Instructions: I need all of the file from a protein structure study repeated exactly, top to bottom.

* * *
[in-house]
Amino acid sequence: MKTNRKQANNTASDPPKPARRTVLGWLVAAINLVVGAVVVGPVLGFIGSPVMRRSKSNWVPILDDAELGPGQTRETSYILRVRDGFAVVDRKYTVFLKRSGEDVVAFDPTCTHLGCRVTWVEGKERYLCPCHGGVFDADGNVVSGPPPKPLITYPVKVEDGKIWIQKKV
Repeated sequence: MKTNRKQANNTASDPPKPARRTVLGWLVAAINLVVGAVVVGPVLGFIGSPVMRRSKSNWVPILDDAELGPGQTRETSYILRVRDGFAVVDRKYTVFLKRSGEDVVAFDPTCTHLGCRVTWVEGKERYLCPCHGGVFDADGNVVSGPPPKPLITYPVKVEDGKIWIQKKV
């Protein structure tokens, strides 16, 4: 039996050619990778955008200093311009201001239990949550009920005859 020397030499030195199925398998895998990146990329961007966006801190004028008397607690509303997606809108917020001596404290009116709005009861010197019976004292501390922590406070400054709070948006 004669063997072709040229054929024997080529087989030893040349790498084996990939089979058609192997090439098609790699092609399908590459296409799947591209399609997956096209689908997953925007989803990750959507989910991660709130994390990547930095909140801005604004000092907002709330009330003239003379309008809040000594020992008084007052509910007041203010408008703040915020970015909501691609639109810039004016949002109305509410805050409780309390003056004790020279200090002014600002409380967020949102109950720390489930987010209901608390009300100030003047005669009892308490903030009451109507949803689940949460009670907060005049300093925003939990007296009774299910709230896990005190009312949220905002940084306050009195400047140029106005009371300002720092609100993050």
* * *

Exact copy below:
[in-house]
Amino acid sequence: MKTNRKQANNTASDPPKPARRTVLGWLVAAINLVVGAVVVGPVLGFIGSPVMRRSKSNWVPILDDAELGPGQTRETSYILRVRDGFAVVDRKYTVFLKRSGEDVVAFDPTCTHLGCRVTWVEGKERYLCPCHGGVFDADGNVVSGPPPKPLITYPVKVEDGKIWIQKKV
Repeated sequence: MKTNRKQANNTASDPPKPARRTVLGWLVAAINLVVGAVVVGPVLGFIGSPVMRRSKSNWVPILDDAELGPGQTRETSYILRVRDGFAVVDRKYTVFLKRSGEDVVAFDPTCTHLGCRVTWVEGKERYLCPCHGGVFDADGNVVSGPPPKPLITYPVKVEDGKIWIQKKV
């Protein structure tokens, strides 16, 4: 039996050619990778955008200093311009201001239990949550009920005859 020397030499030195199925398998895998990146990329961007966006801190004028008397607690509303997606809108917020001596404290009116709005009861010197019976004292501390922590406070400054709070948006 004669063997072709040229054929024997080529087989030893040349790498084996990939089979058609192997090439098609790699092609399908590459296409799947591209399609997956096209689908997953925007989803990750959507989910991660709130994390990547930095909140801005604004000092907002709330009330003239003379309008809040000594020992008084007052509910007041203010408008703040915020970015909501691609639109810039004016949002109305509410805050409780309390003056004790020279200090002014600002409380967020949102109950720390489930987010209901608390009300100030003047005669009892308490903030009451109507949803689940949460009670907060005049300093925003939990007296009774299910709230896990005190009312949220905002940084306050009195400047140029106005009371300002720092609100993050």